Which brings us to the big bad of this expansion, Syzygy. A cosmic alignment, you’re basically fighting against the cultists who are trying to bring about the end of the world, and a lot of this expansion feels very Azathoth-y. Indeed, it’s almost strange, given Azathoth appeared in the base game, and this is only the third expansion for the game, that we’d have an Ancient One that is so similar in mythos feel. But we have it and, thankfully, it’s pretty awesome.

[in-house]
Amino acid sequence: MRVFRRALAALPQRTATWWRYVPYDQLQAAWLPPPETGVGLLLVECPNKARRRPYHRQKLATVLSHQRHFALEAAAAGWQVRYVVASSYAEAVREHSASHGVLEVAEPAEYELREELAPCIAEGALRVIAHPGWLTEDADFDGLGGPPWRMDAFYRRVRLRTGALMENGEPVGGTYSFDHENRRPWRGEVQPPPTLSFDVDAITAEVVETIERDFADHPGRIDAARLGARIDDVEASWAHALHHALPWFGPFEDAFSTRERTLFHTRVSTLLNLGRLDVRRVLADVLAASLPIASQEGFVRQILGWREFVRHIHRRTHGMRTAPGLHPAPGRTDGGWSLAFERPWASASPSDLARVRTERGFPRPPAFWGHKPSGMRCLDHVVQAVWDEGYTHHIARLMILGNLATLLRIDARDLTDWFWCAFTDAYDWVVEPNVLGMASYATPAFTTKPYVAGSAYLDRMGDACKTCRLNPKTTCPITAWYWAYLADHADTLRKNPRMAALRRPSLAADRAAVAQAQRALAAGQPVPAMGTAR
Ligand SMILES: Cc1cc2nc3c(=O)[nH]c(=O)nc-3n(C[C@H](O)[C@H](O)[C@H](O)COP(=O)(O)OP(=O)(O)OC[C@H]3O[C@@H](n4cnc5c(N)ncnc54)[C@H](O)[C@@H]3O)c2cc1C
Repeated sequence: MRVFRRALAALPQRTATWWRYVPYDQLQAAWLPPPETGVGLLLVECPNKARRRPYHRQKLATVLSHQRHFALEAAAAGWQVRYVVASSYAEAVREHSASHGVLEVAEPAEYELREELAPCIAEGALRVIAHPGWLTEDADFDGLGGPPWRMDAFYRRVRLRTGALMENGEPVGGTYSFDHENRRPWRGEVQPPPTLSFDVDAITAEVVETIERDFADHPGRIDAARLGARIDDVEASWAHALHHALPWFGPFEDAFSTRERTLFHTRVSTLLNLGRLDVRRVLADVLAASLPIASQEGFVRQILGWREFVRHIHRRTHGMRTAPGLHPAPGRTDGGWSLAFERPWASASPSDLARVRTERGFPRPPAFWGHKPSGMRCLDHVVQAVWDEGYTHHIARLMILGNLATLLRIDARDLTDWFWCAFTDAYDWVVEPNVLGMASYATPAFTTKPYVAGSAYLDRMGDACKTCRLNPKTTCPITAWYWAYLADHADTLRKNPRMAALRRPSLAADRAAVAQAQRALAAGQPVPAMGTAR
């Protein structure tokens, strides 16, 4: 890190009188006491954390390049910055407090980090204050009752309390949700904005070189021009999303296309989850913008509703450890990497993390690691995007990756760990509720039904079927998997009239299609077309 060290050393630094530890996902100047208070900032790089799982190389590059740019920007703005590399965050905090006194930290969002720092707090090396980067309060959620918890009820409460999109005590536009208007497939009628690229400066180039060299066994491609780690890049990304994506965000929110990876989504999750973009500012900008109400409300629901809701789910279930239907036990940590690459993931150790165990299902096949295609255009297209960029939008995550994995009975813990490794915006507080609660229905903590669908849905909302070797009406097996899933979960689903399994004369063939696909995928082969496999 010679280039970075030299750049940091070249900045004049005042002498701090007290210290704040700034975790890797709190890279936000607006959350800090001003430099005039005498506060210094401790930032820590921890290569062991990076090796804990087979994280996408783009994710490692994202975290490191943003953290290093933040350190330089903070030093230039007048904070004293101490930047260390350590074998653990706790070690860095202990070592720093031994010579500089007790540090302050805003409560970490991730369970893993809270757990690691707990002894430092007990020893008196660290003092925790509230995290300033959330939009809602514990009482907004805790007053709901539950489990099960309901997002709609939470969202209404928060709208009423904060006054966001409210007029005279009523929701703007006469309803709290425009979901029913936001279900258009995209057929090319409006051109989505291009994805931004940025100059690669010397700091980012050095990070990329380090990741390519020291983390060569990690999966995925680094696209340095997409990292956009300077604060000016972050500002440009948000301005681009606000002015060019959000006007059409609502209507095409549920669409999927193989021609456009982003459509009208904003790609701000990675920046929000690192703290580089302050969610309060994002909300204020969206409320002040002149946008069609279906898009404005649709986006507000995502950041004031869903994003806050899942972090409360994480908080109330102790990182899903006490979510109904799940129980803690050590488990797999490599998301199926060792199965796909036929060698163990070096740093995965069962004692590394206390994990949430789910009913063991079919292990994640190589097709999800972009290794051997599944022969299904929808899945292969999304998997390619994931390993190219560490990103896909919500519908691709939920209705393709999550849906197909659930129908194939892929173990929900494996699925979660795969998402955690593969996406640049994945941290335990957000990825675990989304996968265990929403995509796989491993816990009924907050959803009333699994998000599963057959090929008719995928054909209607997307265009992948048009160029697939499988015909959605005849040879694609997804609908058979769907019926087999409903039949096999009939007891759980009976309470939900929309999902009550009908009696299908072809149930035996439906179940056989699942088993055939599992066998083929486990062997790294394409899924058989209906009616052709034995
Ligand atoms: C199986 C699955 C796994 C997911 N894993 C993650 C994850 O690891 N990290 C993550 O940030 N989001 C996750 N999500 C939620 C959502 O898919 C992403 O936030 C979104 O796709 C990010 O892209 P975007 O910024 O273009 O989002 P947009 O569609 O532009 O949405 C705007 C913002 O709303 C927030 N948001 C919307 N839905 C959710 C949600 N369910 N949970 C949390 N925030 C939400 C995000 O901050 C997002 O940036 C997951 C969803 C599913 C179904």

The AO uses a mechanic of adding eldritch tokens to the red space of the omen track whenever that space is passed, these tokens providing buffs to the cultists working to bring about the end of days. Whenever two or more Syzygy mysteries have been solved, you must flip the sheet at the end of the mythos phase and go into the final mystery – so completing three mysteries is no longer a win condition, as you’ll always have to go up against this last one. It’s actually pretty great, too. The theme states that the portal has opened, and you need to use the special encounter deck Sealing the Portal in order to win the game. Unlike the special encounters we’re used to for other Ancient Ones, these are particularly nasty in that pretty much all of them will see you devoured if you fail the tests.